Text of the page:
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Negative shareholder equity on a company’s balance sheet is a red flag that should prompt potential investors to take a closer look before committing their money.

Shareholder equity equals total assets minus total liabilities. It reveals how much would be left for a company’s stockholders if all assets were sold and all debts paid. Theoretically, negative shareholder equity means the stockholders owe money. But realistically, common stockholders are protected from such a liability by the corporate structure of publicly traded companies.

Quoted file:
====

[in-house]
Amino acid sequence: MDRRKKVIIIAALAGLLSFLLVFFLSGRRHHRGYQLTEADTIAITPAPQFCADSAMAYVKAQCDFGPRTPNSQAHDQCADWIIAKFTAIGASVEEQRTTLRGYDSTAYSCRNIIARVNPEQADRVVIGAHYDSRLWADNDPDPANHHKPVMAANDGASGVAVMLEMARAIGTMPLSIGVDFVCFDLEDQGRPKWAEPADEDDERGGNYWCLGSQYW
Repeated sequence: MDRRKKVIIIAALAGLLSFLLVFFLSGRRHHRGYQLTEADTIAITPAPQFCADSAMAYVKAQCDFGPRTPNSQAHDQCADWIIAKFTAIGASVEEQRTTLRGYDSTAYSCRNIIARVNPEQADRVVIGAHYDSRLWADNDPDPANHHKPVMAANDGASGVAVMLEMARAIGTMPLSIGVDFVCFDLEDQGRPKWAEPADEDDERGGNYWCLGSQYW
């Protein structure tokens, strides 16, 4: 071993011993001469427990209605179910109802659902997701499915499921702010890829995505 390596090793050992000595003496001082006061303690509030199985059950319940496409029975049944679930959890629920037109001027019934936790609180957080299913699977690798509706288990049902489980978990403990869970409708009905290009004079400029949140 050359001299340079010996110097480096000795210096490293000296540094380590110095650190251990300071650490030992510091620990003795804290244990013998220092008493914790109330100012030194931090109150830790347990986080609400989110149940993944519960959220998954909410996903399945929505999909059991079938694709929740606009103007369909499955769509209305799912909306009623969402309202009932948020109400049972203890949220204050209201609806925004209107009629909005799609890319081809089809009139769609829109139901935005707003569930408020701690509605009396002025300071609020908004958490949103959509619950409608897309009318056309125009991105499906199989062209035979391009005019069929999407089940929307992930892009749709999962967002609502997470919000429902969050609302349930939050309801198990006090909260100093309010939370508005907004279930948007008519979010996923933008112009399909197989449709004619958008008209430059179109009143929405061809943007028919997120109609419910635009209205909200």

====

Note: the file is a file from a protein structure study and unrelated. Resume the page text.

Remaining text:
When shareholder equity is negative, it’s often due to the accounting methods used to deal with accumulated losses in previous years. Such losses are generally viewed as liabilities that carry forward until future cancellation. Often, they exist only on paper, which enables a company to stay open even with large, ongoing losses.

Leveraged buyouts, depreciation in currency positions, and substantial adjustments to intangible property, such as patents and copyrights, can also contribute to negative shareholder equity.  

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